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  • Hector Amezcua / hamezcua@sacbee.com

    Granite Bay High School soccer standout Chris Gaschen signs a blank piece of paper as Spencer Hamby, signs his NCAA National Letter of Intent to play water polo at Pepperdine during a signing day party for Granite Bay's fall athletes on Wednesday, February 4, 2009.

  • Hector Amezcua / hamezcua@sacbee.com

    Bailey O'Mara, of Cameron Park, shows off her gear from the University of the Pacific where she will play softball after signing a letter of intent on national signing day at St. Francis with other classmates on Wednesday, Nov, 14, 2012 in Sacramento, CA.

Poll

Should scholarship signings be celebrated?

Leading Off: For select group of athletes, it’s a day of opportunity

Published: Tuesday, Feb. 4, 2014 - 11:10 pm
Last Modified: Saturday, Feb. 15, 2014 - 8:24 pm

National Signing Day is one of the biggest moments in a teenage athlete’s life, a signature on a binding scholarship contract that marks the first step in his or her college journey.

Today also will bring pride for parents of these athletes and relief for recruiters who exhaust themselves to land prospects in sports ranging from football to soccer and track.

And these scholarships truly are special. Studies show about 1 percent of high school athletes receive a scholarship – either full ride, partial or academic – making it a real triumph against long odds. It’s a dream fulfilled, with family bank accounts largely intact.

But some myths about how students land scholarships – or even get on the recruiting radar – need to be squashed.

From talking to recruiters and college coaches over the years, we’ve learned that statistics, wins and losses, the name of the high school and the strength of schedule has little or no bearing on who receives a scholarship. What matters more are grades, body size, potential and competitive drive. Recruiters also prefer prospects who play multiple sports to avoid burnout, and they like to witness first-hand athletes’ attitudes and leadership skills.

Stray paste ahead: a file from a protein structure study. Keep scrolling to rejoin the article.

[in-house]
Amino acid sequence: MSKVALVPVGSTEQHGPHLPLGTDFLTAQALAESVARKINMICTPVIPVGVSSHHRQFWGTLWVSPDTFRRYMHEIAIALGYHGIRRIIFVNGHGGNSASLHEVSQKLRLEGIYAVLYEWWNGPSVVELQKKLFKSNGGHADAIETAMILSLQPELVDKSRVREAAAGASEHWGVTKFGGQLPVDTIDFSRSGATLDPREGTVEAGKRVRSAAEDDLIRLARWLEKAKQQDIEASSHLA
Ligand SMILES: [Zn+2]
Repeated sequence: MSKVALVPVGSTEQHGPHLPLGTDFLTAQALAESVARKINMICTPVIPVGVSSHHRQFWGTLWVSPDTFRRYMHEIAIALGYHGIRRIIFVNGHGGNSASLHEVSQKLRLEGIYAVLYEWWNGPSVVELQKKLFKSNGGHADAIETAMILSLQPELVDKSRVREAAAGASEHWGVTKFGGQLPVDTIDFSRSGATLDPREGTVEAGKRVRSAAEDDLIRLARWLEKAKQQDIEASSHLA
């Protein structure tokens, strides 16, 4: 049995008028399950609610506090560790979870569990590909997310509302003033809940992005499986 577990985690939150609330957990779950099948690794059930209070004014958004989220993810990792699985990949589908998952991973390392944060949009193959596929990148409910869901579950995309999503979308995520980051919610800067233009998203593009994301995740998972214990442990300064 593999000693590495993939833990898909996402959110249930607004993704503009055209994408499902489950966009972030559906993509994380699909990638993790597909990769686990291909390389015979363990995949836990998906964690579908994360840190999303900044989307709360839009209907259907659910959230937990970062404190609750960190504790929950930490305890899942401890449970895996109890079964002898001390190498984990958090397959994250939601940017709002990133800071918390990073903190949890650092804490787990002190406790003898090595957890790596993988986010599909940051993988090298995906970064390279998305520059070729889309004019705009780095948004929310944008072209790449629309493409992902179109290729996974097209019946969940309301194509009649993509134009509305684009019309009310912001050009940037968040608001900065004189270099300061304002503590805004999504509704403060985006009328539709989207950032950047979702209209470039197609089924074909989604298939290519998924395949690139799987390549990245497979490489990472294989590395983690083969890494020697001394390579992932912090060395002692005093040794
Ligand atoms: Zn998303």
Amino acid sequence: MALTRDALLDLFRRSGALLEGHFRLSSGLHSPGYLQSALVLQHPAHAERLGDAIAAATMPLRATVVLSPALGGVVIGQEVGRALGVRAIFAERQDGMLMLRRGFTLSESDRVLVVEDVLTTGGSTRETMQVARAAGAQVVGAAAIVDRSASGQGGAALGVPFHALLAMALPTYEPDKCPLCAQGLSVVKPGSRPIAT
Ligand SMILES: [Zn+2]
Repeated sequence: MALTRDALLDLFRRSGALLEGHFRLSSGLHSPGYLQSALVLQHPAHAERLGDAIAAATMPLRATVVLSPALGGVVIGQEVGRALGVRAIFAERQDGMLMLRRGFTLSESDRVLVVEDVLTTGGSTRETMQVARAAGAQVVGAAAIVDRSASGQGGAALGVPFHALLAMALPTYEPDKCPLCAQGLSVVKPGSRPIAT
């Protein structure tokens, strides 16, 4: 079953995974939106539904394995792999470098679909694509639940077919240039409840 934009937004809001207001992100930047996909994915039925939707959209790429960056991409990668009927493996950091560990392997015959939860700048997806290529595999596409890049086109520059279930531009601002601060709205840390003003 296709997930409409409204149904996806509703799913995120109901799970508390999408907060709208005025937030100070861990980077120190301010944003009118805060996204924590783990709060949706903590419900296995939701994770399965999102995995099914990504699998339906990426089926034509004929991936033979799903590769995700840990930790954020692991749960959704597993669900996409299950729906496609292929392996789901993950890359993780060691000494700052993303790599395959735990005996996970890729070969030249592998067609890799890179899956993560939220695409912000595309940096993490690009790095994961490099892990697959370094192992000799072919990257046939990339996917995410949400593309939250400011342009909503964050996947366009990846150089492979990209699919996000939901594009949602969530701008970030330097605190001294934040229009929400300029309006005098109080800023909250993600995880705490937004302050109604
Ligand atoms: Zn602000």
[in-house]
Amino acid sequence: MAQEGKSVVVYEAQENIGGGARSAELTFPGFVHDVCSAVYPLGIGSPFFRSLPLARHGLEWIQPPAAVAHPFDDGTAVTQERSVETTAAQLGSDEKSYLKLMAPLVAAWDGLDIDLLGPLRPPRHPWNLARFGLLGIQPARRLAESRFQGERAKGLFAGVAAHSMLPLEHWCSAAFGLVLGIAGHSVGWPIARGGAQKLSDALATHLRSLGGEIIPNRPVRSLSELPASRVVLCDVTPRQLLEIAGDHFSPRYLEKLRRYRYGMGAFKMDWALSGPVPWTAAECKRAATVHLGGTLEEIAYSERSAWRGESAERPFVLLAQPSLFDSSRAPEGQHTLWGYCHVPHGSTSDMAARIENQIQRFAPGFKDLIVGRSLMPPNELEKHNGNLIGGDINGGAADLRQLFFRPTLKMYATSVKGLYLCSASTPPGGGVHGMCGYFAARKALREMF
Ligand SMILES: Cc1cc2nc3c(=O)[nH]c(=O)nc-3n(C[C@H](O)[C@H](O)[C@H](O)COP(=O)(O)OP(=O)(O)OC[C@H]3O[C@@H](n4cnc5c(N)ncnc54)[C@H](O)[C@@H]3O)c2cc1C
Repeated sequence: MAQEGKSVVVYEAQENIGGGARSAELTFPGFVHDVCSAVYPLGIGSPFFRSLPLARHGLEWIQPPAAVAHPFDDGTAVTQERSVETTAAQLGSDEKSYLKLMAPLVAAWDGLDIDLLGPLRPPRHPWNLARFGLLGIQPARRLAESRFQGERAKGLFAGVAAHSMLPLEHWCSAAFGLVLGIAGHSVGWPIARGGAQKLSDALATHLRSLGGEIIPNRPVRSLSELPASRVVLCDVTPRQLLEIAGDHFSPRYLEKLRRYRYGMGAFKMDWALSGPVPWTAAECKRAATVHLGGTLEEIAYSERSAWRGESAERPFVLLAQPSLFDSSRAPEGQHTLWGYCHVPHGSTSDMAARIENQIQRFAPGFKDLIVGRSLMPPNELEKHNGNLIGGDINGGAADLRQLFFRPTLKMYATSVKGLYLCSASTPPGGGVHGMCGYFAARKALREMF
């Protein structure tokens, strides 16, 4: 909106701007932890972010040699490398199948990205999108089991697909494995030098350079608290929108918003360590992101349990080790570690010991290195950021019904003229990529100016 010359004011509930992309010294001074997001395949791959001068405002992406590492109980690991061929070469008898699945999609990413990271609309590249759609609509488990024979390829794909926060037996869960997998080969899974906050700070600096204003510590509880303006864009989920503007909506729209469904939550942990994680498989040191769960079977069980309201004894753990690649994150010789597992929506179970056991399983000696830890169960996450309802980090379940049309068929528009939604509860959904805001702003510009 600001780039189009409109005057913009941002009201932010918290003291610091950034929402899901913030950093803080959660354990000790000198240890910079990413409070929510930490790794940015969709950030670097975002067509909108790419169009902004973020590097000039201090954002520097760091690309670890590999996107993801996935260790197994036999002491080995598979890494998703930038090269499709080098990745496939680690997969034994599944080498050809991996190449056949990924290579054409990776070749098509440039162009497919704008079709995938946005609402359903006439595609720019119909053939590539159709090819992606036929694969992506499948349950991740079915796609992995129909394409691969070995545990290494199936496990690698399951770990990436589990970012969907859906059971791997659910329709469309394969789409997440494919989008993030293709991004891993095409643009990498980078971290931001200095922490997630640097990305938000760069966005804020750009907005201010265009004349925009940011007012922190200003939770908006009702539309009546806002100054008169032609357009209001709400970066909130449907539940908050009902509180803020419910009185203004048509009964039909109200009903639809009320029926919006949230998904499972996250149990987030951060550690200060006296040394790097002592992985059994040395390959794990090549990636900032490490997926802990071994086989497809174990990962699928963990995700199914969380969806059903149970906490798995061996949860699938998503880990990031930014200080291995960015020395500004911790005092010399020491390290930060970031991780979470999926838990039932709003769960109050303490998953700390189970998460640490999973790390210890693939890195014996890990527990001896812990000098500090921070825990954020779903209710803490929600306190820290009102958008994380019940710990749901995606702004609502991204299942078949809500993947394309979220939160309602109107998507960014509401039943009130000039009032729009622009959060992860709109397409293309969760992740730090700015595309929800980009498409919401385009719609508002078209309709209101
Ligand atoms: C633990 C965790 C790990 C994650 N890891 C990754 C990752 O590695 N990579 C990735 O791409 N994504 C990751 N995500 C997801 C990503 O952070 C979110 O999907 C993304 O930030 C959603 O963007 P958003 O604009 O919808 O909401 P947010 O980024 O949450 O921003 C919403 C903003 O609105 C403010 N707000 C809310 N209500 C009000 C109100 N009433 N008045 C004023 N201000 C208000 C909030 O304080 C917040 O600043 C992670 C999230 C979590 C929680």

Red flags for recruiters are athletes who bounce from school to school, those who complain on social media about playing time or their stats or insult rivals, and even meddling parents.

And, remember, scholarships do not come with a four-year guarantee. They offer opportunity that needs to be fulfilled.

– Joe Davidson

jdavidson@sacbee.com


What to watch

NBA, Kings vs. Toronto, 7 p.m., CSNCA : Chuck Hayes, Patrick Patterson, John Salmons and Greivis Vasquez return to Sleep Train with the Raptors.


Today’s poll

Should scholarship signings be celebrated?

• Yes, it’s a major achievement.

• No, it’s become too much of a circus.

• It doesn’t matter.

Vote above, or go to www.sacbee.com/sports


Tuesday’s results

Which is true about Seattle’s Super Bowl blowout victory?

• Seahawks were that good: 58%

• Broncos were that bad: 42%

Total votes: 179


Signing day coverage

ONLINE:

• Get the latest news throughout the day.

www.sacbee.com/preps

• Sign up for breaking sports alerts.

www.sacbee.com/email

• Share photos of your school’s signing events. Please include athlete’s name, sport, high school and college.

www.sacbeephotos@gmail.com

PRINT:

• In-depth coverage of the biggest signings, plus players signed by Sacramento State and UC Davis.

Thursday Sports

Read more articles by Joe Davidson



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